Chalcedony drew her sword, taking comfort in its familiar leather handle and the sight of cold hard steel. She walked to the front of the house. Her pace slow and cautious as she lightly stepped on the yellowing grass and occasional brown, orange, maroon colored leaves from the surrounding trees. Her instincts told her he was somewhere close.  The bugs scampered across her body, making her skin crawl. She denied the urge to kill them, and unless they were on her face, she refused to wipe them away. They couldn’t kill her. She needed their master. The Abomination. The Bug Man. If she could kill him, they would leave or die. She really didn’t know. It only mattered they would no longer be a threat.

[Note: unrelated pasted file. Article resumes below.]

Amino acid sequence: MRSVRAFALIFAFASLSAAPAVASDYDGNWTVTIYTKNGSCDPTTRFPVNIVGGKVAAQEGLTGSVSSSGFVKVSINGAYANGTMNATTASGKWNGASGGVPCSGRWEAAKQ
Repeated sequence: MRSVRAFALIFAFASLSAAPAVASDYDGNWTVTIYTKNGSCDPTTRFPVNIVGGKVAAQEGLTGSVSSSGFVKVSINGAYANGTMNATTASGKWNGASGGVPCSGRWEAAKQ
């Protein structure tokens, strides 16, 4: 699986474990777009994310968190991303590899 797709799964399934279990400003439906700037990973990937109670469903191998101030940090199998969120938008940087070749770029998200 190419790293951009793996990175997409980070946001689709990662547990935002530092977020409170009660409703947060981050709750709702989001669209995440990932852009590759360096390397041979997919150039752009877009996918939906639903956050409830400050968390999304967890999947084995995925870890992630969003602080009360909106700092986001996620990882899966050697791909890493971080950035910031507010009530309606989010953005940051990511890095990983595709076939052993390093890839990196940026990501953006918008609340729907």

She passed the docks and rounded the corner of the house. He was waiting for her in the front yard underneath the maple tree. He wasn’t alone. Three gasping bodies, all completely covered in bugs lay between him and her.  Djamel and Avonnah she recognized immediately. It took a second to see the tuft of blond hair barely visible underneath the bugs as Tetrick. Damn. She had told him to leave. She should have known he would not have.

“Let them go” she said, seething and unable to control her anger. She lifted Mayhem, the sword willing and ready to tear away at flesh.

“Hey now,” the bug man said, his face completely covered with insects. All she could see was the white gleam of his teeth as he talked. “It looks like you brought a sword to a bug fight.”

Chalcedony phased, using her power to close the distance in an instant. She swung Mayhem at his chest, hoping that if she found his heart he’d die, relinquishing his command of the bugs. At impact, he simply disappeared, leaving in his wake another wave of bugs.